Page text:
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Olive Tree dropping leaves indoors

dilbydilby Posts: 69
Hi all- I have an olive tree trimmed as a standard indoors. I had just had a new extension built that is flooded with light and decided to add one after reading they can work indoors with enough light. It really does a great job visually of bringing the outside in. So far it’s seemed happy enough, however it’s dropping a lot of leaves and I’m trying to work out what is a normal amount to accept. I’ve got olive trees outdoors but it’s not something I really monitor when they’re outside; but once they’re in any leave on the ground you notice! I think at the start I was guilty of overwatering a little bit reckon it’s pretty right now (am monitoring with a gauge to be double sure) but leaves drop daily. It I give the trunk a shake then it’d drop a whole bunch. What do you kind folks say is a normal amount to accept? Does anything sound suspect there or is this maybe another reason they’re not ideal as an indoor plant!


  • I am not an expert of any kind, but I have had similar problems in the past with ficus benjamina dropping leaves when moved. It's the shock, I think. The leaves all dropped overnight. They did regrow, but it was never the same again. I know olives aren't the same thing, but they are trees which grow in full mediterranean sunshine, and I'd imagine that the reduction of light or change in temperature might upset them in the same way. Someone else will know better, I'm sure, but I just wanted to say that sudden leaf drop and shock are connected.
  • I recently purchased a multi meter,  it does light as well as pH & moisture.  Even in a greenhouse,  it's amazing how much the light drops inside compared to outside,  especially on a cloudy day. I  agree the sudden change in conditions may be adding to your problem. 
    AB Still learning

  • FireFire Posts: 17,116
    edited September 2021
    I don't think olives are ever recommended for indoors - or with citrus
  • No, I have two outside, and I can't imagine them surviving indoors.
  • Olives are really not indoor plants. They are hardy in most of the UK so if you can leave it outside and it will stop dropping leaves. I see them being used by stylists on Instagram and want to scream every time. If you have to keep it in (central heating will cause more damage) then get hold of a grow light. But if you have the space outside just place it to be visible from the inside. 
    To Plant a Garden is to Believe in Tomorrow
  • FairygirlFairygirl Posts: 52,070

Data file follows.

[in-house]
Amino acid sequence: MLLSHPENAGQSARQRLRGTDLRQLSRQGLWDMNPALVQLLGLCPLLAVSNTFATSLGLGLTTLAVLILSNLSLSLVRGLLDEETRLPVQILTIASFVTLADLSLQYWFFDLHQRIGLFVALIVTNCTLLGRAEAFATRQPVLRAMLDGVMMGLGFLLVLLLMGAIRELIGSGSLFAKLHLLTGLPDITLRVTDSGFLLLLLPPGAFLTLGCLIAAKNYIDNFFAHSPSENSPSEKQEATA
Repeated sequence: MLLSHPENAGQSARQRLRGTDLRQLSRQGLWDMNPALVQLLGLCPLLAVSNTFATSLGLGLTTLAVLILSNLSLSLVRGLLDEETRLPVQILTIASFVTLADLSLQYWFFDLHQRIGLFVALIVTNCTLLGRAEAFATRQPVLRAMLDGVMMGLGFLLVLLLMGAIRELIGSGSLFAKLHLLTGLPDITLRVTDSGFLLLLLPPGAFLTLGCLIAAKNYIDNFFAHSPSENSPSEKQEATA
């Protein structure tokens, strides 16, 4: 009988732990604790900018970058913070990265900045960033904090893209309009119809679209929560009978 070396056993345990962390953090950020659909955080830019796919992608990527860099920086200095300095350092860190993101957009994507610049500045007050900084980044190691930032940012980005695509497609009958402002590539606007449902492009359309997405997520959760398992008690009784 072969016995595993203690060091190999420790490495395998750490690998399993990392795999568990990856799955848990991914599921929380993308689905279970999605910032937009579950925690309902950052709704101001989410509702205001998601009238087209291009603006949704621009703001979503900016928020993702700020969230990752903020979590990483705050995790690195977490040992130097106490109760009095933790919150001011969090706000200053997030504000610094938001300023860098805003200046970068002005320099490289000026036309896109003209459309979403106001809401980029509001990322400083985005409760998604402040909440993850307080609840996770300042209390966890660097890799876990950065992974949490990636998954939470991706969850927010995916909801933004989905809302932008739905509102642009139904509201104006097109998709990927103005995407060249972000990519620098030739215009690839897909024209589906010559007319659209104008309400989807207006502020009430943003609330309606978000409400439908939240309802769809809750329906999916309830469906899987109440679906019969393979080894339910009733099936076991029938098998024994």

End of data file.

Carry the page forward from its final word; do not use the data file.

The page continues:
I agree with @amancalledgeorge, although I'd dispute them being hardy in most of the UK.  ;)
    Outside in summer and inside in winter in a colder area, but it would need to be in an unheated space - central heating would be hideous for them.
    Outside all year round in mild areas seems to be ok for them, near house walls helps,  but you'd need to be ready to protect them in colder/wetter spells in winter. That's when they'd need some help and when it becomes a bit trickier. 
    It's a place where beautiful isn't enough of a word....

    I live in west central Scotland - not where that photo is...
  • Yes agreed excessive wetness would probably damage them...bonny Scotland provides a lot of that 🤣
    To Plant a Garden is to Believe in Tomorrow
  • FairygirlFairygirl Posts: 52,070
    Not this year @amancalledgeorge. It's been hideously hot and dry here. We just aren't used to that, particularly in the west! Yesterday and overnight has made up for it a bit.
    Not terribly autumnal yet though - another weird experience, as it's usually autumnal in early August here.  The rowans have been red for ages, but I reckon that was down to stress with the dry July, rather than the normal weather.
    I hope this isn't going to be the norm.  :/
    It's a place where beautiful isn't enough of a word....

    I live in west central Scotland - not where that photo is...
  • It has been very challenging this year...and yet don't think it has been a wake up call for the majority. 
    To Plant a Garden is to Believe in Tomorrow
  • I've a feeling there may not be 'a norm' in the future  :/

    Gardening in Central Norfolk on improved gritty moraine over chalk ... free-draining.

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